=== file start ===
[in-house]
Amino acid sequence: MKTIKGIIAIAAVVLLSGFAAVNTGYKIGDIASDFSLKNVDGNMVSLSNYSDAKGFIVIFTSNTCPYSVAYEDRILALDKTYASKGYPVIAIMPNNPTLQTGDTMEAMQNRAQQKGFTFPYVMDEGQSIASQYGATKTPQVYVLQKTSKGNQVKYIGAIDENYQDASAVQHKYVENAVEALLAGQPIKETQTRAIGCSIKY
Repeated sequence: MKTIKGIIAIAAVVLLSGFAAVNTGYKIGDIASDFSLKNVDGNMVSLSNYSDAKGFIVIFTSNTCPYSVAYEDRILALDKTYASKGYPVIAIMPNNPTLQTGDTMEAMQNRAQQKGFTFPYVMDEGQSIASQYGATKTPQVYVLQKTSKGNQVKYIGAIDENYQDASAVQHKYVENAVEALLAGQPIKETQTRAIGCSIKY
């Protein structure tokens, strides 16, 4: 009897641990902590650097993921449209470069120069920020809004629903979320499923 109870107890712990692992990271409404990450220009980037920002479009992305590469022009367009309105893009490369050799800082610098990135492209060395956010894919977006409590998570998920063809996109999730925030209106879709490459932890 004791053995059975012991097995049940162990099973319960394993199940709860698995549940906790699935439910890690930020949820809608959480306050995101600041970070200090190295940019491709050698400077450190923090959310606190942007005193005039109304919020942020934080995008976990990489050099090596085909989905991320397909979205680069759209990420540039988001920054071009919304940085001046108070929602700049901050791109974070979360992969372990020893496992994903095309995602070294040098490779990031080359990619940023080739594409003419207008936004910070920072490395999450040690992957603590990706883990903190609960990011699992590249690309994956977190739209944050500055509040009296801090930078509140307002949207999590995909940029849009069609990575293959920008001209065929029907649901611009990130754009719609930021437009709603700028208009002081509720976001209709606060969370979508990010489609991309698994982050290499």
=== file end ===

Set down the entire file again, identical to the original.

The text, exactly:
[in-house]
Amino acid sequence: MKTIKGIIAIAAVVLLSGFAAVNTGYKIGDIASDFSLKNVDGNMVSLSNYSDAKGFIVIFTSNTCPYSVAYEDRILALDKTYASKGYPVIAIMPNNPTLQTGDTMEAMQNRAQQKGFTFPYVMDEGQSIASQYGATKTPQVYVLQKTSKGNQVKYIGAIDENYQDASAVQHKYVENAVEALLAGQPIKETQTRAIGCSIKY
Repeated sequence: MKTIKGIIAIAAVVLLSGFAAVNTGYKIGDIASDFSLKNVDGNMVSLSNYSDAKGFIVIFTSNTCPYSVAYEDRILALDKTYASKGYPVIAIMPNNPTLQTGDTMEAMQNRAQQKGFTFPYVMDEGQSIASQYGATKTPQVYVLQKTSKGNQVKYIGAIDENYQDASAVQHKYVENAVEALLAGQPIKETQTRAIGCSIKY
């Protein structure tokens, strides 16, 4: 009897641990902590650097993921449209470069120069920020809004629903979320499923 109870107890712990692992990271409404990450220009980037920002479009992305590469022009367009309105893009490369050799800082610098990135492209060395956010894919977006409590998570998920063809996109999730925030209106879709490459932890 004791053995059975012991097995049940162990099973319960394993199940709860698995549940906790699935439910890690930020949820809608959480306050995101600041970070200090190295940019491709050698400077450190923090959310606190942007005193005039109304919020942020934080995008976990990489050099090596085909989905991320397909979205680069759209990420540039988001920054071009919304940085001046108070929602700049901050791109974070979360992969372990020893496992994903095309995602070294040098490779990031080359990619940023080739594409003419207008936004910070920072490395999450040690992957603590990706883990903190609960990011699992590249690309994956977190739209944050500055509040009296801090930078509140307002949207999590995909940029849009069609990575293959920008001209065929029907649901611009990130754009719609930021437009709603700028208009002081509720976001209709606060969370979508990010489609991309698994982050290499």